Laparoscopic pelvic organ prolapse surgery is a minimally invasive procedure used to treat pelvic organ prolapse, a condition in which the pelvic organs drop down and press against the vagina, causing a bulge or protrusion.
Pelvic organ prolapse surgery is used to restore the normal structure and function of these pelvic organs, relieving symptoms that include pain, discomfort, pressure, and urinary and bowel dysfunction.
Laparoscopic pelvic organ prolapse surgery uses very small, specialized surgical instruments inserted through tiny incisions in the abdomen, allowing the surgeon to see and operate on the pelvic organs without having to use a long incision.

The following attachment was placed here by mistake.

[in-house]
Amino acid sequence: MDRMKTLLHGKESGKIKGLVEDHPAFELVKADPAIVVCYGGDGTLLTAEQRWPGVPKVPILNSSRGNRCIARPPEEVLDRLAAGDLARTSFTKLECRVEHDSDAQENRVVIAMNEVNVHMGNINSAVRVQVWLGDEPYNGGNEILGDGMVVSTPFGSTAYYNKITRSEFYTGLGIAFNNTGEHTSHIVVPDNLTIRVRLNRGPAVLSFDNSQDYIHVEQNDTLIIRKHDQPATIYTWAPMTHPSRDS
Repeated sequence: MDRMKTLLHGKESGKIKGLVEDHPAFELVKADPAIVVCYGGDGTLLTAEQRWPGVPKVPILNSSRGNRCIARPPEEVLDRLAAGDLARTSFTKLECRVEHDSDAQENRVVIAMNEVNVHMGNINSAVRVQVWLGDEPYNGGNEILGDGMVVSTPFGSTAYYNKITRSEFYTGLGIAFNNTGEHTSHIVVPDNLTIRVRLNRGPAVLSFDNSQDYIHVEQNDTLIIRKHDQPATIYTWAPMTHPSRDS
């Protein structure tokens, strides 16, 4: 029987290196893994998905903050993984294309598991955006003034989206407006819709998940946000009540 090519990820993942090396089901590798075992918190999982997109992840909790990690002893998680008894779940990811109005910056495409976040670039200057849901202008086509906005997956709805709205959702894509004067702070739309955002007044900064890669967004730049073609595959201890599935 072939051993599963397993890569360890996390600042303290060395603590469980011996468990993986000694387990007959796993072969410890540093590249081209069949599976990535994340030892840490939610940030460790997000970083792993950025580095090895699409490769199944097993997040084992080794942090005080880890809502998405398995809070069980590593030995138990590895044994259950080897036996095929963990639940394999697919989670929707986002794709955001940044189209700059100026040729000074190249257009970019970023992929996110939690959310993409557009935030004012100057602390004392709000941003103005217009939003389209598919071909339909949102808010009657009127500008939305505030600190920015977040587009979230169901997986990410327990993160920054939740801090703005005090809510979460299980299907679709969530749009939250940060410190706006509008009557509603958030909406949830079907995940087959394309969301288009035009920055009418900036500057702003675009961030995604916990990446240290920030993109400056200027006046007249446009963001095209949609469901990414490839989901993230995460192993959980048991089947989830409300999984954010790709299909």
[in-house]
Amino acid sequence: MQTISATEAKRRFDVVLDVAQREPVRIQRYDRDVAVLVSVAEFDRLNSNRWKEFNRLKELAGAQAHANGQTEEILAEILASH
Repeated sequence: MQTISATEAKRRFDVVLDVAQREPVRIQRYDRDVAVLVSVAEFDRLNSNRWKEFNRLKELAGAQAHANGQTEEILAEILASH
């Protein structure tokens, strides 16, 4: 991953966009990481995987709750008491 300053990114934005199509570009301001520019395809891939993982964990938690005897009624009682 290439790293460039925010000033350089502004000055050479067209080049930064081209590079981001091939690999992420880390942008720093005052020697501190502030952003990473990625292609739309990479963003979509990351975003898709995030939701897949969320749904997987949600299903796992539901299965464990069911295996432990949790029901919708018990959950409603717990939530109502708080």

This minimally invasive approach offers several advantages over a vaginal approach or traditional open surgery, including:
- Shorter hospital stays (many patients go home the same day or the next morning)
- Less pain
- Less blood loss
- Less scarring
- Faster recovery and return to normal activities
- Fewer complications
- Better view of the pelvic organs and support defects during surgery
- Better suspension of the vagina, through greater visibility and access
- Lower risk of recurrence
There are several procedures for correcting pelvic organ prolapse, depending on the type of prolapse:
- Bladder prolapse (cystocele or fallen bladder) – the bladder drops down into the vagina
- Rectal (rectocele, posterior wall prolapse or fallen rectum) – the rectum bulges into or out of the vagina
- Uterine prolapse – the uterus drops down into the vagina
- Vaginal vault prolapse – the top of the vagina drops, often after a hysterectomy (removal of the uterus)